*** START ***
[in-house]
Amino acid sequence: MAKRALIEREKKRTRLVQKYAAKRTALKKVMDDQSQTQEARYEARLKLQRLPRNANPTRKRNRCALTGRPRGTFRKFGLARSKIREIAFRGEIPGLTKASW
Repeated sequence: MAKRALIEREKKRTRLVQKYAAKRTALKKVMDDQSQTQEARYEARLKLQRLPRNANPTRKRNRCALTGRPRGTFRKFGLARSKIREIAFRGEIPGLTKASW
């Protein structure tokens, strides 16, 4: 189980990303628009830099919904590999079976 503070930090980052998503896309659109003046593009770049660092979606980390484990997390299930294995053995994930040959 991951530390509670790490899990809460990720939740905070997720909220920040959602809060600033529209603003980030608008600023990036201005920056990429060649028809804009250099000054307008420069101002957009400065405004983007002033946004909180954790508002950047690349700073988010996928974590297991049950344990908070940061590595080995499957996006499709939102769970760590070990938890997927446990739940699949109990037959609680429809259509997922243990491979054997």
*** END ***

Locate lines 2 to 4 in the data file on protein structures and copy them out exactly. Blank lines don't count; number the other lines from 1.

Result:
Amino acid sequence: MAKRALIEREKKRTRLVQKYAAKRTALKKVMDDQSQTQEARYEARLKLQRLPRNANPTRKRNRCALTGRPRGTFRKFGLARSKIREIAFRGEIPGLTKASW
Repeated sequence: MAKRALIEREKKRTRLVQKYAAKRTALKKVMDDQSQTQEARYEARLKLQRLPRNANPTRKRNRCALTGRPRGTFRKFGLARSKIREIAFRGEIPGLTKASW
């Protein structure tokens, strides 16, 4: 189980990303628009830099919904590999079976 503070930090980052998503896309659109003046593009770049660092979606980390484990997390299930294995053995994930040959 991951530390509670790490899990809460990720939740905070997720909220920040959602809060600033529209603003980030608008600023990036201005920056990429060649028809804009250099000054307008420069101002957009400065405004983007002033946004909180954790508002950047690349700073988010996928974590297991049950344990908070940061590595080995499957996006499709939102769970760590070990938890997927446990739940699949109990037959609680429809259509997922243990491979054997």